Pawns in a Greater Game: The Buenos Aires Chess Olympiad, August - September 1939
Chess has sometimes been at the centre of world politics as it was in the case of Bobby Fischer defeating Boris Spassky in 1972, and six years later when Anatoly Karpov defeated Russian dissident Viktor Korchnoi.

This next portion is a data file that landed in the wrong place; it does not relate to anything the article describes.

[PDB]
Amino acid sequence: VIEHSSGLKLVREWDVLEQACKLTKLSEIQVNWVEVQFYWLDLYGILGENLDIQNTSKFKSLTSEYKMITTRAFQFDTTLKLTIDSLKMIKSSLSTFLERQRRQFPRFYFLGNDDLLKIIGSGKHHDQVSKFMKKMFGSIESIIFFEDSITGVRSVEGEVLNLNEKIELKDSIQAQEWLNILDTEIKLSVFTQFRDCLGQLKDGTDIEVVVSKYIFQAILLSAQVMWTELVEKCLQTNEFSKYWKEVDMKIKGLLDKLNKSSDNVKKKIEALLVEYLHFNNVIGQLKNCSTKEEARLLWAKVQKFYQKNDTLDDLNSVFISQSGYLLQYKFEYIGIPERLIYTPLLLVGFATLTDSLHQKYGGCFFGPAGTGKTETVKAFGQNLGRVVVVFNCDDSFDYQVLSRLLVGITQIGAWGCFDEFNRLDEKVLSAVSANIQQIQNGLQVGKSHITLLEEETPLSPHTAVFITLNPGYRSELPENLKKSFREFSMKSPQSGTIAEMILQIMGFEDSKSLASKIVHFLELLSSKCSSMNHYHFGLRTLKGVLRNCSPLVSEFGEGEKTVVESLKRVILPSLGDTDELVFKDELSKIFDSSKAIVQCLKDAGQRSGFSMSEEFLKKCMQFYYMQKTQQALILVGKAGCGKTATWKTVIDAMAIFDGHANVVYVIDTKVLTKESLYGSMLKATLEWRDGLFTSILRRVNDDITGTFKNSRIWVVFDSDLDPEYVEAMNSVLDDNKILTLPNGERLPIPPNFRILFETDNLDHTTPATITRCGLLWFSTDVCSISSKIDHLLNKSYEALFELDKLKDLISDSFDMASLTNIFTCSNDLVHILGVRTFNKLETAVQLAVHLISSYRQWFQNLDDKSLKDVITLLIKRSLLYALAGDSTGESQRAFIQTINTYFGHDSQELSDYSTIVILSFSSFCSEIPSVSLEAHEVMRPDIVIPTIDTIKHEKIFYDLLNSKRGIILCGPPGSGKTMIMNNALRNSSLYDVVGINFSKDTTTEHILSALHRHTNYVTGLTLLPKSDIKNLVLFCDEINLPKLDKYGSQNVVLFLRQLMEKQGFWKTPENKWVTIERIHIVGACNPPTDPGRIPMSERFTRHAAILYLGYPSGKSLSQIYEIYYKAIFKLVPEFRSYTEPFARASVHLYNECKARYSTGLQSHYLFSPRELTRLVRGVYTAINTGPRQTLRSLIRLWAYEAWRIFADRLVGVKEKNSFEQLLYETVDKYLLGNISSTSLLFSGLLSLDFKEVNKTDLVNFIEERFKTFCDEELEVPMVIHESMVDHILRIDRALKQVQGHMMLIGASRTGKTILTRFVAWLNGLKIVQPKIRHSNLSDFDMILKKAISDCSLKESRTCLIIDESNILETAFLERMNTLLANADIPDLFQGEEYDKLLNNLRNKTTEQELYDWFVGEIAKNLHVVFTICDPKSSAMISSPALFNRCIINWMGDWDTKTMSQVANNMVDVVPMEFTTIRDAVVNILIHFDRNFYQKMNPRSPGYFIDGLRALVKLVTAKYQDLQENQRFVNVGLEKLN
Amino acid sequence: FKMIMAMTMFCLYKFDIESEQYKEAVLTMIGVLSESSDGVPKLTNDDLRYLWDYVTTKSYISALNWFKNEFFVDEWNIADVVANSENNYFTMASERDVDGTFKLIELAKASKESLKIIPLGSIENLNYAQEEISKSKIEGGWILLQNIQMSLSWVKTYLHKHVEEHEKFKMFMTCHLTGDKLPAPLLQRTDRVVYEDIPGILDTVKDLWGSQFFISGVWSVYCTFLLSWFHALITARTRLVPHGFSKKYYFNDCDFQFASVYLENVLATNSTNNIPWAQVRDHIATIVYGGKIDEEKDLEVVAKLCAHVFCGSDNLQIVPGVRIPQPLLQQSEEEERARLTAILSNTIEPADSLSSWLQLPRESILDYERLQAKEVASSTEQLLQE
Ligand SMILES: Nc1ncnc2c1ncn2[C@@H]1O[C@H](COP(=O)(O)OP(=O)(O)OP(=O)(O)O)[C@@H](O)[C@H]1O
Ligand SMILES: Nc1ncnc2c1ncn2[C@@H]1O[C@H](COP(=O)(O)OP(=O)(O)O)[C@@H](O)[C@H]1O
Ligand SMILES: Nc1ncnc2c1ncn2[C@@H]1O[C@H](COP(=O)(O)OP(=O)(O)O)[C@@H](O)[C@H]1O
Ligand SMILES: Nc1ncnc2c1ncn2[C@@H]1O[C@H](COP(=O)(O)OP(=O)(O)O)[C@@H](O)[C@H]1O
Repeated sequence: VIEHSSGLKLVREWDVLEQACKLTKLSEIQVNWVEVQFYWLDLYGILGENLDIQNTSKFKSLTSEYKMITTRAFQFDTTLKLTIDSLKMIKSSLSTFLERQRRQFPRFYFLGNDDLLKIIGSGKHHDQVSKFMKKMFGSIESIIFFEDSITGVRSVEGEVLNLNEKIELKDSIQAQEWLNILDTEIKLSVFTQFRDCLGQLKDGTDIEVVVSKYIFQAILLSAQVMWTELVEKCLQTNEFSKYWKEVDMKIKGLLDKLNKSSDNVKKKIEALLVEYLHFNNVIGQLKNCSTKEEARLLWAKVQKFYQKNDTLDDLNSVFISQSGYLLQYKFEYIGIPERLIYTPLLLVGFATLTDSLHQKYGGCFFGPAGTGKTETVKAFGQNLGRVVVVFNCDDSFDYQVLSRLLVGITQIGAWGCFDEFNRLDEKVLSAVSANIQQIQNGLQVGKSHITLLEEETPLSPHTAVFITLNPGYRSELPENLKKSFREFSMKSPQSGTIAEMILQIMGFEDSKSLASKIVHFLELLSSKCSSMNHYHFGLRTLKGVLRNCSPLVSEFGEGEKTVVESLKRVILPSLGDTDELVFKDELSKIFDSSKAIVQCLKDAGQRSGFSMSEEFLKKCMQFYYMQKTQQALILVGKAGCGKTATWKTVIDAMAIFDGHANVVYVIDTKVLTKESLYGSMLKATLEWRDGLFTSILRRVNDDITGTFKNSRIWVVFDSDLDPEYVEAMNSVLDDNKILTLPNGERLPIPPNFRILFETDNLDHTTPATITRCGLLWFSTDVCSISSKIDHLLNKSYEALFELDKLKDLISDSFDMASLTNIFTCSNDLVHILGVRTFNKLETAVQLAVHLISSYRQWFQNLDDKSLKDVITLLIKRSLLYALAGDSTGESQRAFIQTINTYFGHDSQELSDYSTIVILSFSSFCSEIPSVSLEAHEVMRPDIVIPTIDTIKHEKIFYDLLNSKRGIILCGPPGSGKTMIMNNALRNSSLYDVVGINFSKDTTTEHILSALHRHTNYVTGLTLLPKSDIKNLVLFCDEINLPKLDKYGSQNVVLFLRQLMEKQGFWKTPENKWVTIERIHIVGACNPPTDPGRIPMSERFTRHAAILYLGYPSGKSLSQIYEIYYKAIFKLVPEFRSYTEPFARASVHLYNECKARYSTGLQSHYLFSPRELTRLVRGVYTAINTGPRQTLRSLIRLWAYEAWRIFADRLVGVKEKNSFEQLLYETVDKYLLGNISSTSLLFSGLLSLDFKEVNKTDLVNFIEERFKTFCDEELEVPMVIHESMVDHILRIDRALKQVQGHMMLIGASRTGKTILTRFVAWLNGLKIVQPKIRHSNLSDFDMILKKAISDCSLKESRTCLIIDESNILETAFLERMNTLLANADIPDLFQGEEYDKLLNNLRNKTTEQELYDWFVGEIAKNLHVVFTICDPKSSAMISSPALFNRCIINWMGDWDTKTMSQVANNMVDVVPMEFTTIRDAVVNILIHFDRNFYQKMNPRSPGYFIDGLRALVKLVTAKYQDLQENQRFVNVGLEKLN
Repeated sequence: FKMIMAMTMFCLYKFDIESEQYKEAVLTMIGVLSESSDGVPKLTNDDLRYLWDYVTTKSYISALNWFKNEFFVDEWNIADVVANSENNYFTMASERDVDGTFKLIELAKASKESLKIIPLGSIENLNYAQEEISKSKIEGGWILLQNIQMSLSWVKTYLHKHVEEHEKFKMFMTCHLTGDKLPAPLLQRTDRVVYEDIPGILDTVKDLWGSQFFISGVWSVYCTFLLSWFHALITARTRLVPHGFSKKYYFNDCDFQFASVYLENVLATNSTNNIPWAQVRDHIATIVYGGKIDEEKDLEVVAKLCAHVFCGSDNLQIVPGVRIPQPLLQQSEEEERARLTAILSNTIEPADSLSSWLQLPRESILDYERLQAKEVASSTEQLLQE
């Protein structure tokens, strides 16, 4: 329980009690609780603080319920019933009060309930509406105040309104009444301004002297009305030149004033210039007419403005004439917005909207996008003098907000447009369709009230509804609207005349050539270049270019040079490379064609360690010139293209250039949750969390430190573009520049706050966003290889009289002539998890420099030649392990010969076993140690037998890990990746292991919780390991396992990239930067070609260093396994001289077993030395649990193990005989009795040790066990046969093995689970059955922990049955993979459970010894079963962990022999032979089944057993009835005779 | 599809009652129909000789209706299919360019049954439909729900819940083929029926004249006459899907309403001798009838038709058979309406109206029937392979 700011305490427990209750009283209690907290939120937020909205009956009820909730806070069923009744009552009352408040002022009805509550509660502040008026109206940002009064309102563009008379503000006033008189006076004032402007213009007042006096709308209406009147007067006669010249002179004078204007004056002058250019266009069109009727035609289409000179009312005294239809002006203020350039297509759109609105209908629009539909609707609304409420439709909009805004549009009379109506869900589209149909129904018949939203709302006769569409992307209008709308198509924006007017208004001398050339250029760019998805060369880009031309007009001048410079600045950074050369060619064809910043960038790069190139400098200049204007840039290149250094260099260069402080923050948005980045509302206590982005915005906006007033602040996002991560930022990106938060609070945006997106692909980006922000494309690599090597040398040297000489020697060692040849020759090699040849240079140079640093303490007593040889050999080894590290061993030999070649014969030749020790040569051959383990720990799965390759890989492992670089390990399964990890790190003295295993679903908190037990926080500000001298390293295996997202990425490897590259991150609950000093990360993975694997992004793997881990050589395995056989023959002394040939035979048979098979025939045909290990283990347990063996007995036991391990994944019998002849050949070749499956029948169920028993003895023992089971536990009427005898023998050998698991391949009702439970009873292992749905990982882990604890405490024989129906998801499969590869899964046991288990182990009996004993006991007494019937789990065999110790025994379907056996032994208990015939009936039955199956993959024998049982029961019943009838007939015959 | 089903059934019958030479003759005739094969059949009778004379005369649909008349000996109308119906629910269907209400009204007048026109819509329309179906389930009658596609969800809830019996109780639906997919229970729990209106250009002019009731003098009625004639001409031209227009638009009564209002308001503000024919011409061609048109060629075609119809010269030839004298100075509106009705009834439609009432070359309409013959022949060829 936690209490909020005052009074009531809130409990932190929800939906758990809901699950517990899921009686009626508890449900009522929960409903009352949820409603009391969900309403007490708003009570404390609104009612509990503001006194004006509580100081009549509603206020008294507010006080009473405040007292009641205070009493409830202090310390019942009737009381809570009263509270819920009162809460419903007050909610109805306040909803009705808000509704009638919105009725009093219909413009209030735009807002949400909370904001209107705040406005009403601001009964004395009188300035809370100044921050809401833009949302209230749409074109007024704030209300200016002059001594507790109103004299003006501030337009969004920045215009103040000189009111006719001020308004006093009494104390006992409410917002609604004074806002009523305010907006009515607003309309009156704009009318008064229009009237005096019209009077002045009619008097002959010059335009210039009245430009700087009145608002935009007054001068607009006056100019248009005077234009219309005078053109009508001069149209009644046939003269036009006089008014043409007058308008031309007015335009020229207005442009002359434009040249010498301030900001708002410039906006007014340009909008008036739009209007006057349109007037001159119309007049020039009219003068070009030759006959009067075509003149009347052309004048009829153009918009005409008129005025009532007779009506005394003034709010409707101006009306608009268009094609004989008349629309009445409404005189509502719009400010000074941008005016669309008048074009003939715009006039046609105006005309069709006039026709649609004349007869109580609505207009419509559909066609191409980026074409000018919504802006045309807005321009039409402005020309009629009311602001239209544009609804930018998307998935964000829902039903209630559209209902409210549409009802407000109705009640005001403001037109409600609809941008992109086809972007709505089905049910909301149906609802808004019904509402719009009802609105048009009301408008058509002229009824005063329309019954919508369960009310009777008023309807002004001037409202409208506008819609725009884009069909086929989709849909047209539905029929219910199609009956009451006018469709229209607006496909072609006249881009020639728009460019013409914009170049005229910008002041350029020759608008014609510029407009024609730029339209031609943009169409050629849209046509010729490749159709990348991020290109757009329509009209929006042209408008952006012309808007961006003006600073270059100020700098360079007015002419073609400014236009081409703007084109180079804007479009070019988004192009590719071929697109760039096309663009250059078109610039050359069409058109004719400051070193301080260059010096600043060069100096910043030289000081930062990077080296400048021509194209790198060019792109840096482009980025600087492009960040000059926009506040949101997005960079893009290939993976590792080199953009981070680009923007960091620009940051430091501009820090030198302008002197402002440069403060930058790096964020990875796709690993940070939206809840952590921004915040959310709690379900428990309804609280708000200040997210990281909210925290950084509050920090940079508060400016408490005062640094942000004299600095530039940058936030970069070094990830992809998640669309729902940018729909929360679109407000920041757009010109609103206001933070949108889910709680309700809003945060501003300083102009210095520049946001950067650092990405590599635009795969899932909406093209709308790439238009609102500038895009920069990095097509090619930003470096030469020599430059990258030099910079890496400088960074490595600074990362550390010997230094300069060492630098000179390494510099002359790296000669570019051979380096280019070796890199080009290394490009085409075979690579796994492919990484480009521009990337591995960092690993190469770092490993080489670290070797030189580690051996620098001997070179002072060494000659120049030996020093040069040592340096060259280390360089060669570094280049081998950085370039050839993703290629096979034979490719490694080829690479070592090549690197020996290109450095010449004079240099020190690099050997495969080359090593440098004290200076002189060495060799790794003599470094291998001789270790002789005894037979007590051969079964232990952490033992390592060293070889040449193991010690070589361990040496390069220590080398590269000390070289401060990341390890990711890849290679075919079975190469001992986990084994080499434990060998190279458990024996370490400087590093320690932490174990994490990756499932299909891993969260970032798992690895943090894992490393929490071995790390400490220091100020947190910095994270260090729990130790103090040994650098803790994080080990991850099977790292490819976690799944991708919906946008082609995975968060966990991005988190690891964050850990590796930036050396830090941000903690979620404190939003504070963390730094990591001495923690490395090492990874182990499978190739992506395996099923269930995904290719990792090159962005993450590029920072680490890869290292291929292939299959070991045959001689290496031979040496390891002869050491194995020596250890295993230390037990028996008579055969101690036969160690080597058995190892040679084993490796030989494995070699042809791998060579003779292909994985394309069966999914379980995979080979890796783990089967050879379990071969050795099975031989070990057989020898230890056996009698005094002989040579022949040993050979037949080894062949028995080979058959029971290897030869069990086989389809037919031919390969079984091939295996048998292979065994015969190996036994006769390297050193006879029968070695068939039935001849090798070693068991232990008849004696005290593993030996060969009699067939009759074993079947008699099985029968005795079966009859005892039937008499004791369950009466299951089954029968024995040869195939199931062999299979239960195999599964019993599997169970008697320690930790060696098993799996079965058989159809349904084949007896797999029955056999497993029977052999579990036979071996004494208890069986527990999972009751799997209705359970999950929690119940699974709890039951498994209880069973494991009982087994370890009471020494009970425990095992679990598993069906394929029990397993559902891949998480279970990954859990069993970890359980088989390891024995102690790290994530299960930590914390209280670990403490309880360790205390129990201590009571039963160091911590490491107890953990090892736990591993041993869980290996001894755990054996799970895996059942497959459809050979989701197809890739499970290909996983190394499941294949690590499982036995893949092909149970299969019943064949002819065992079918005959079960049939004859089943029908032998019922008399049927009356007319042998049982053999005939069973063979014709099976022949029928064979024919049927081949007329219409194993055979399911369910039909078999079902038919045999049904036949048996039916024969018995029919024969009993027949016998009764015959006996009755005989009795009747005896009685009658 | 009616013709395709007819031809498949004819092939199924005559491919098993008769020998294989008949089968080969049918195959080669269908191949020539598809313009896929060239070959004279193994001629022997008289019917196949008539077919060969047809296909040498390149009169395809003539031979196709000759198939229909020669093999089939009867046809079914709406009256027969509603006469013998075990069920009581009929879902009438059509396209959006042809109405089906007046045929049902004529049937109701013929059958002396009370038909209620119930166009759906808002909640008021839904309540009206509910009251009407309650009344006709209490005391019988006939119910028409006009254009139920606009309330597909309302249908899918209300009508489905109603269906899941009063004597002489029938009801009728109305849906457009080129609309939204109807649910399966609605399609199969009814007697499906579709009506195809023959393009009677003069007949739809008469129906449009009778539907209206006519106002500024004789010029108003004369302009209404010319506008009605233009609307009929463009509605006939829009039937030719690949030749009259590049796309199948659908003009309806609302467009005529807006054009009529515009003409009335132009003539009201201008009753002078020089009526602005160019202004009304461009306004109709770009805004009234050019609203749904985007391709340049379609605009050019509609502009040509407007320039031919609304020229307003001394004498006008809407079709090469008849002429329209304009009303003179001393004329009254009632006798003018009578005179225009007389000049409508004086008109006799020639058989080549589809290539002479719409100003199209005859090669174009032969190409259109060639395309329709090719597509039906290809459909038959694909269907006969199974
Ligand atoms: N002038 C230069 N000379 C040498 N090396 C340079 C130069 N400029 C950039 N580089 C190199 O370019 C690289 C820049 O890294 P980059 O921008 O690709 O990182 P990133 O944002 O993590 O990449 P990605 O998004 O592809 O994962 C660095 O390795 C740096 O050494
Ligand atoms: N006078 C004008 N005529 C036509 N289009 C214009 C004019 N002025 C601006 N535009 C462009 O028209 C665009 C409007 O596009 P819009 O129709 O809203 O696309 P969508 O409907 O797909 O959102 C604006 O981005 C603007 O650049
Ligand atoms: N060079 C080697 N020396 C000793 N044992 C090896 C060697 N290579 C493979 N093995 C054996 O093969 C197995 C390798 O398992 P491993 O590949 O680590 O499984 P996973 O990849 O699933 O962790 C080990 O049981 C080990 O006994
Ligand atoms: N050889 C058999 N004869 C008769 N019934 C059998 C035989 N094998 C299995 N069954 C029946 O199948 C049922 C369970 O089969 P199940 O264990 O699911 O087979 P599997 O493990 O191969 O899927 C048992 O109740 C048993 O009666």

Chess has sometimes been at the centre of world politics as it was in the case of Bobby Fischer defeating Boris Spassky in 1972, and six years later when Anatoly Karpov defeated Russian dissident Viktor Korchnoi. Both matches were seen at the time, and also in hindsight, as battles between the Free World and the Communist Bloc, but neither can compare to the events at the 8th Chess Olympiad and the Women's Chess Championship, held in Buenos Aires in August-September 1939. Most of the chess players in 1939 came from countries which would be hugely changed by war: Germany, Poland, Bohemia-Moravia (Czechoslovakia), France, Britain, Norway, Sweden, the Netherlands, Belgium, Denmark, Estonia, Latvia, Lithuania, Bulgaria and Palestine. And there were few players whose lives were not totally affected by the conflict. In 1939, the Americans refused to turn up because they did not regard the money offered as adequate; an I.R.A. bomb scare nearly caused a British player to miss his train; the wife of one player was involved in a major literary controversy which was rocking Guatemala; and the voyage to Buenos Aires helped influence a novella by Stefan Zweig. The tournament began on the day that the Molotov-Ribbentrop Pact was signed, with the final round starting on the day Germany invaded Poland. By that time three of the English team had left, anxious to get across the Atlantic before the U-boats started attacks. And the day before the last round, with the final matches to decide whether the Germans or the Poles would win the Olympiad, the Soviet Union invaded Poland. By this time, the weaker teams had found themselves relegated to a second league, competing for a cup which turned out not to exist. The tensions around the start of World War II were replicated in Buenos Aires, with many of the chess players choosing to remain in South America rather than return to Europe being engulfed by war. Three English players became code-breakers at Bletchley Park, and of the other players, one died in a Buenos Aires lunatic asylum, one was murdered in the Holocaust, one served in the Wehrmacht, and another perished in a Soviet gulag; with the winner of the Women's Championship was killed in a V-1 attack on London. Using archival resources from around the world, and visits to Argentina and Uruguay, this book is the first to detail the machinations of the Buenos Aires Chess Olympiad which reflected, in so many ways, the political situation in 1939.